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Author Topic: Field recorder for live stream?  (Read 979 times)

Mark Scrivener

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Field recorder for live stream?
« on: August 02, 2020, 05:32:24 pm »

Curious what folks prefer when going supper light for live streaming (or recording)? In the past I've always used my Ui24r as an audio interface, but if I only need a few channels, the Ui+Laptop is kinda overkill. I've been looking at the various units from Zoom, Tascam and Sound Devices, but can't find much on sound quality comparisons....so does that mean they all sound great?

Other than great sound quality, I'm looking for:

-at least 4 XLR inputs with Phantom power
-minimal cost (used is fine)
-flexible power options
-video sync would be nice
-[EDIT] unbalanced stereo output (for feeding to video stream)

and that's about it. Any suggestions welcome. Thanks!
« Last Edit: August 02, 2020, 08:32:12 pm by Mark Scrivener »
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Riley Casey

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Re: Field recorder for live stream?
« Reply #1 on: August 02, 2020, 07:46:39 pm »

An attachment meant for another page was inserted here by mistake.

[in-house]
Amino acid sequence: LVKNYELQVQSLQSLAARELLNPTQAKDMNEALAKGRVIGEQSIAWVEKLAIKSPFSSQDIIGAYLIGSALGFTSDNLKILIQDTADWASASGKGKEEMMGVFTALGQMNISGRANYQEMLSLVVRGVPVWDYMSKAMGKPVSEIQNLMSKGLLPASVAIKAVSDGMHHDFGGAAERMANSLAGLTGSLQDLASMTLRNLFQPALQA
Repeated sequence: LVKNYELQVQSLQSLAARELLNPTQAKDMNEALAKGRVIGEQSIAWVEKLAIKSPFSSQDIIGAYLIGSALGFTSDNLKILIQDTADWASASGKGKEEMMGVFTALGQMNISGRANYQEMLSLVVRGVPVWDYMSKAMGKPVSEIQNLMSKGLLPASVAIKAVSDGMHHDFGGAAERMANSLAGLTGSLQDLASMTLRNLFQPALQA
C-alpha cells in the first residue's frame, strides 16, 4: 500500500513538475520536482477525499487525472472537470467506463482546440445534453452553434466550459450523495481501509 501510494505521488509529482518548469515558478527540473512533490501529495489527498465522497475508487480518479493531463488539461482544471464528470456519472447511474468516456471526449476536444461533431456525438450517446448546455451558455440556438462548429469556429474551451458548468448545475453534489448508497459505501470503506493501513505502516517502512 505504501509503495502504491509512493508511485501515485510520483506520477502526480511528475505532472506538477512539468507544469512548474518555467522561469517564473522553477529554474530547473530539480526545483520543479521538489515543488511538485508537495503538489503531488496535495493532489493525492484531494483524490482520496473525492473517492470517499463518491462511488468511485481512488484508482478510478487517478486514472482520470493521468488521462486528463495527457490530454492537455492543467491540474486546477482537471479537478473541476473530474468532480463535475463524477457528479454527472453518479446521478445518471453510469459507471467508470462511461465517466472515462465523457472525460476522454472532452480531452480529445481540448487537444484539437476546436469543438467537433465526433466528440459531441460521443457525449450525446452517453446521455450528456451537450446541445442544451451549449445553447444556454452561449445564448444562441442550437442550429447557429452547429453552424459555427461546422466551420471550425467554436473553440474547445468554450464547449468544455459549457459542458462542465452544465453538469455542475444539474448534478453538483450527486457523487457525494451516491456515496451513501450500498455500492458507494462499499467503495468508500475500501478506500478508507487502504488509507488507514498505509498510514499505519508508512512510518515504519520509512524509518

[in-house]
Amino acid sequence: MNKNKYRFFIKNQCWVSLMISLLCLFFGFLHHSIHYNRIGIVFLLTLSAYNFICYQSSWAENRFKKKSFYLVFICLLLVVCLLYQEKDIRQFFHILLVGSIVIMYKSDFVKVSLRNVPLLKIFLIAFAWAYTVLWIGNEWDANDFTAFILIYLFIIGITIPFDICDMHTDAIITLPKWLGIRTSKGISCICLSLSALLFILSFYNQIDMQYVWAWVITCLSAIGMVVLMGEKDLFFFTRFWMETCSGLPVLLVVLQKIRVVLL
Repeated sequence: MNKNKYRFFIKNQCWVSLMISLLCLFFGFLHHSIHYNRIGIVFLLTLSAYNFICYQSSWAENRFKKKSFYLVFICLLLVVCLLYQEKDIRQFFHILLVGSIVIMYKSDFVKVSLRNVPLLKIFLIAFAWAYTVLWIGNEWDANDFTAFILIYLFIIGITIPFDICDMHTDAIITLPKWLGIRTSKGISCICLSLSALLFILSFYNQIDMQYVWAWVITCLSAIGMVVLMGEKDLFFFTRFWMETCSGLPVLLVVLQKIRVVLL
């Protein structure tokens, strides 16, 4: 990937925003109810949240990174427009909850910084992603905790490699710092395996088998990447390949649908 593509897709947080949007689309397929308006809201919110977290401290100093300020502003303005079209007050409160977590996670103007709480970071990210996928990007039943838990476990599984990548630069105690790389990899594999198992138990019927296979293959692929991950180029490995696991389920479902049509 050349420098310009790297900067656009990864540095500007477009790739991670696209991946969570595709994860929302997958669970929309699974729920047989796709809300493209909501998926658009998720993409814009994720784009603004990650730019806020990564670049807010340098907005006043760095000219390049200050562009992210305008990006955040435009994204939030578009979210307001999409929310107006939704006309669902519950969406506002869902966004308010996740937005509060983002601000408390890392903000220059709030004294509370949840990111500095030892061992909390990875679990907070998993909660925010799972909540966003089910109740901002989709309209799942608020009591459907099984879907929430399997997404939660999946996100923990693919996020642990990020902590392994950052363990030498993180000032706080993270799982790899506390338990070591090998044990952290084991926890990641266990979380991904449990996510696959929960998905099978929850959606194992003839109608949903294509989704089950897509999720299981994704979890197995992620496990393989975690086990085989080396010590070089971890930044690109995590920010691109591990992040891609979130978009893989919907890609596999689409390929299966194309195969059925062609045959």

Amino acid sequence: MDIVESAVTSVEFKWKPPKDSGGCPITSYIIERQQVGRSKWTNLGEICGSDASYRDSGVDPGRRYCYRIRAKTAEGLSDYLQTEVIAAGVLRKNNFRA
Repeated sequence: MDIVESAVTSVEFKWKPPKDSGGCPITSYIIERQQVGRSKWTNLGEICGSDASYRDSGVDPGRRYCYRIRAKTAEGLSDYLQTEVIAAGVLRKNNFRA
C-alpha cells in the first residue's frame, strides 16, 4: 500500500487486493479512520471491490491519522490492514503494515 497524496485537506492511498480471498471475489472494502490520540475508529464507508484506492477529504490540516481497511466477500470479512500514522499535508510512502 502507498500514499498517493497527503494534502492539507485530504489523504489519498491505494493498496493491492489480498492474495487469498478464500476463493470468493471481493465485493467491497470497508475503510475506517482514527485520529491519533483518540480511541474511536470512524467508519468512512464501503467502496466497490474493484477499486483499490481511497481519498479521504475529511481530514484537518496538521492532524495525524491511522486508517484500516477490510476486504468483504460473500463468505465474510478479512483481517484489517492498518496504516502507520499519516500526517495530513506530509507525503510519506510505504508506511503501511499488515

I've had three of the Zoom H4Ns for years. Rock solid and reasonably transparent but they were used most of the time for non-music recording.  I'd certainly look at the four input Zooms if I needed anything more capable than the H4N but didn't need the capacity of the Behringer XR18s I've used as my stock answer for multiple inputs.

Corey Scogin

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Re: Field recorder for live stream?
« Reply #2 on: August 02, 2020, 08:50:30 pm »

I've had three of the Zoom H4Ns for years.

One caveat with the H4N is that it won't take a line level signal on the combo jack inputs.

I have an H6 now and like it though it hasn't seen much use. I typically use an X32 Rack with XLive card.
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Mike Caldwell

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Re: Field recorder for live stream?
« Reply #3 on: August 02, 2020, 09:19:04 pm »

You'll still have two pieces of equipment but a small Allen Heath ZED mixer and a lap top would work.

Keith Broughton

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Re: Field recorder for live stream?
« Reply #4 on: August 03, 2020, 07:00:59 am »

One caveat with the H4N is that it won't take a line level signal on the combo jack inputs.


From Zoom web page...
Quote
XLR or " balanced or unbalanced phone cables. They can handle both mic- and line-level signals as well as instrument-level signals from electric guitars or basses.
I have used the Zoom H6, and seen quite a few used by videographers and they work well.
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John Halliburton

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Re: Field recorder for live stream?
« Reply #5 on: August 03, 2020, 09:13:00 am »

The already mentioned A&H Zed mixer is handy, we use one in our little live stream rig at the Irish cultural center. Feed into a laptop and the OBS software, combined with video inputs from a smartphone or camera, and it works great.